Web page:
Storms on Christian Superstars
Sam Storms has been working his way through Colossians in a running online commentary, and he has reached the letter's closing verses (Col. 4.7-17). Check out this opening to his latest post:
here's a sickness in our society that has infiltrated and infected the church. I have in mind our modern obsession with superstars. Whether they be Hollywood actors, Wall Street moguls, or overpaid, egotistical athletes, they seem to fill our newspapers and dominate our headlines and have become, tragically in most cases, role models for our children.
The Church is by no means immune to this infatuation with celebrity. Mega-church pastors, health-and-wealth advocates, and best-selling authors are promoted and praised as if they are in better standing with the Lord than the faithful but unacknowledged housewife or the quiet pastor who tends a flock of less than a hundred folk in rural Alabama.
I think Paul would have been disgusted with it all. In fact, I know it. One need only read 2 Corinthians (especially chapter 11) to observe his disdain for those who fancied themselves "super-apostles" (2 Corinthians 11:5). It's also evident from his commendations at the close of most of his letters. The kind of folk that most impressed him didn't necessarily hold ecclesiastical office or write books or have their names bandied about among gossipers.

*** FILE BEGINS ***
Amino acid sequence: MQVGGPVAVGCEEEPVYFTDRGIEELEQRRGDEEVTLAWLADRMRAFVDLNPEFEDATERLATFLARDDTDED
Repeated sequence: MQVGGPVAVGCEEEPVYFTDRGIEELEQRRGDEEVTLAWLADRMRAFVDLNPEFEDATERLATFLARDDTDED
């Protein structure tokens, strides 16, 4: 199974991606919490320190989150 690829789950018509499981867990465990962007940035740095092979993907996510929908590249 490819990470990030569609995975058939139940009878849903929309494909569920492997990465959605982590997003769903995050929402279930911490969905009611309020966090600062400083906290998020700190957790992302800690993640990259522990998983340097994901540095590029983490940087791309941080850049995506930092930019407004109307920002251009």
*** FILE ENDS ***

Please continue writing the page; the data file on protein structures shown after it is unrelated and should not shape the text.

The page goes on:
The people who impressed Paul were the likes of Tychicus, Onesimus, Aristarchus, Justus, Epaphras, Luke (O.K., there's one famous name), and Archippus. And the things Paul took note concerning them would hardly get their names on the evening news or generate enough money to subsidize a program on TBN.